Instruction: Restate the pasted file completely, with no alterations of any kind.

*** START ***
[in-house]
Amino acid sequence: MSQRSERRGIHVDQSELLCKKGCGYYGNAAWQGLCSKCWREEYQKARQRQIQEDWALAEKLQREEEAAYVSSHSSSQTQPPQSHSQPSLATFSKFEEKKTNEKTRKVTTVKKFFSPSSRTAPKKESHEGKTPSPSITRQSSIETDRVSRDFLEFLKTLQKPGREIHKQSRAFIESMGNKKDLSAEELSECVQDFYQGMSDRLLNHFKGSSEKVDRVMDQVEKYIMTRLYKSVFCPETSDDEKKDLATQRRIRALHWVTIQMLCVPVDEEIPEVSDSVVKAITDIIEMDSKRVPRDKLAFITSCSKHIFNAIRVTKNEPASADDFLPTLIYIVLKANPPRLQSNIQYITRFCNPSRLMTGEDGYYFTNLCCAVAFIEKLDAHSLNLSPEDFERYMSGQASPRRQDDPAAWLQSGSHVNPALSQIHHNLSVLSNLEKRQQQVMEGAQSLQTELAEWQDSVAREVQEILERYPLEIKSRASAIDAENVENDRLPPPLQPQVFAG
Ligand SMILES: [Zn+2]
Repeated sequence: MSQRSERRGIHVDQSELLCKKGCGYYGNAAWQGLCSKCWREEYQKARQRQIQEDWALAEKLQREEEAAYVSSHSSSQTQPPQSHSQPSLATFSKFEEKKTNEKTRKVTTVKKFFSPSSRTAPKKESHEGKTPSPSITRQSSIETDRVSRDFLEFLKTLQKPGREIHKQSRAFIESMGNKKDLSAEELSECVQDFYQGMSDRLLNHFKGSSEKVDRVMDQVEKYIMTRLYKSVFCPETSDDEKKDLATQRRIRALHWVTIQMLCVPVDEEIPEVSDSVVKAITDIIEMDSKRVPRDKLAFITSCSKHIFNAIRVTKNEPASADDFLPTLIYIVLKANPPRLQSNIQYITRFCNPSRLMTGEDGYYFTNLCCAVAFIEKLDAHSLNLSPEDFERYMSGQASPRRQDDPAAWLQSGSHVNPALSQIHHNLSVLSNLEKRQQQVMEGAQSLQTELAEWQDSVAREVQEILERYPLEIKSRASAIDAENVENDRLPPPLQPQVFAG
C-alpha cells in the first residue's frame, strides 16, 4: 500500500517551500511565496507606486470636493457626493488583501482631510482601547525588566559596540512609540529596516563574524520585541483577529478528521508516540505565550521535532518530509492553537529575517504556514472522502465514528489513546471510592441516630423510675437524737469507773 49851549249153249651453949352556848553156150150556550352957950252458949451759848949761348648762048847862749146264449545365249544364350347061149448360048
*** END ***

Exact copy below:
[in-house]
Amino acid sequence: MSQRSERRGIHVDQSELLCKKGCGYYGNAAWQGLCSKCWREEYQKARQRQIQEDWALAEKLQREEEAAYVSSHSSSQTQPPQSHSQPSLATFSKFEEKKTNEKTRKVTTVKKFFSPSSRTAPKKESHEGKTPSPSITRQSSIETDRVSRDFLEFLKTLQKPGREIHKQSRAFIESMGNKKDLSAEELSECVQDFYQGMSDRLLNHFKGSSEKVDRVMDQVEKYIMTRLYKSVFCPETSDDEKKDLATQRRIRALHWVTIQMLCVPVDEEIPEVSDSVVKAITDIIEMDSKRVPRDKLAFITSCSKHIFNAIRVTKNEPASADDFLPTLIYIVLKANPPRLQSNIQYITRFCNPSRLMTGEDGYYFTNLCCAVAFIEKLDAHSLNLSPEDFERYMSGQASPRRQDDPAAWLQSGSHVNPALSQIHHNLSVLSNLEKRQQQVMEGAQSLQTELAEWQDSVAREVQEILERYPLEIKSRASAIDAENVENDRLPPPLQPQVFAG
Ligand SMILES: [Zn+2]
Repeated sequence: MSQRSERRGIHVDQSELLCKKGCGYYGNAAWQGLCSKCWREEYQKARQRQIQEDWALAEKLQREEEAAYVSSHSSSQTQPPQSHSQPSLATFSKFEEKKTNEKTRKVTTVKKFFSPSSRTAPKKESHEGKTPSPSITRQSSIETDRVSRDFLEFLKTLQKPGREIHKQSRAFIESMGNKKDLSAEELSECVQDFYQGMSDRLLNHFKGSSEKVDRVMDQVEKYIMTRLYKSVFCPETSDDEKKDLATQRRIRALHWVTIQMLCVPVDEEIPEVSDSVVKAITDIIEMDSKRVPRDKLAFITSCSKHIFNAIRVTKNEPASADDFLPTLIYIVLKANPPRLQSNIQYITRFCNPSRLMTGEDGYYFTNLCCAVAFIEKLDAHSLNLSPEDFERYMSGQASPRRQDDPAAWLQSGSHVNPALSQIHHNLSVLSNLEKRQQQVMEGAQSLQTELAEWQDSVAREVQEILERYPLEIKSRASAIDAENVENDRLPPPLQPQVFAG
C-alpha cells in the first residue's frame, strides 16, 4: 500500500517551500511565496507606486470636493457626493488583501482631510482601547525588566559596540512609540529596516563574524520585541483577529478528521508516540505565550521535532518530509492553537529575517504556514472522502465514528489513546471510592441516630423510675437524737469507773 49851549249153249651453949352556848553156150150556550352957950252458949451759848949761348648762048847862749146264449545365249544364350347061149448360048